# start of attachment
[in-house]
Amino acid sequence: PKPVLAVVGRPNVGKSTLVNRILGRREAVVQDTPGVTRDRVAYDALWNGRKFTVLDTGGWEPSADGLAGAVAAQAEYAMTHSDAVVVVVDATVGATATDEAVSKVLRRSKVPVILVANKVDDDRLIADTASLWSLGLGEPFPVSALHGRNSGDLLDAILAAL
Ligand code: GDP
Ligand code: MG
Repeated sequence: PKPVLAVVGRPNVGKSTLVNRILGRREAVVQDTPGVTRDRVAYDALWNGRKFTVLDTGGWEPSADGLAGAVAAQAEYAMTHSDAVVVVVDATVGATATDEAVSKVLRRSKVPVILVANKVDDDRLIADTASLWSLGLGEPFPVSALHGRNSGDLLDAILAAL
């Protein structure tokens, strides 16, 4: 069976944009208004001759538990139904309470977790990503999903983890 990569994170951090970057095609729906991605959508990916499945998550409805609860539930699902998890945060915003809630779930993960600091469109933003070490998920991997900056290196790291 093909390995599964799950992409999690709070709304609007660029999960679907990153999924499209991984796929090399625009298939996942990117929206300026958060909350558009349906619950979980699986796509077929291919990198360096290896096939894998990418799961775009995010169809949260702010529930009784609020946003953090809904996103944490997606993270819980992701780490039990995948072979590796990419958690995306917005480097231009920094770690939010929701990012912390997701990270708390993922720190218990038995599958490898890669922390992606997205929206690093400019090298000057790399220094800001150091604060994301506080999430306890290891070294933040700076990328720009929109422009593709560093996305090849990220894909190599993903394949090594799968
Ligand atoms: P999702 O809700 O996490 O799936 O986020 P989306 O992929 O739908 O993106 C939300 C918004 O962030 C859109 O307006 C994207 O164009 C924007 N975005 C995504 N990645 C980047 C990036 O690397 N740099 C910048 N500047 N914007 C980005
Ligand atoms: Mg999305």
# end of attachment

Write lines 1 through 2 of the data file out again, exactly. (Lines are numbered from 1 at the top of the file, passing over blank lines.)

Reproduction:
[in-house]
Amino acid sequence: PKPVLAVVGRPNVGKSTLVNRILGRREAVVQDTPGVTRDRVAYDALWNGRKFTVLDTGGWEPSADGLAGAVAAQAEYAMTHSDAVVVVVDATVGATATDEAVSKVLRRSKVPVILVANKVDDDRLIADTASLWSLGLGEPFPVSALHGRNSGDLLDAILAAL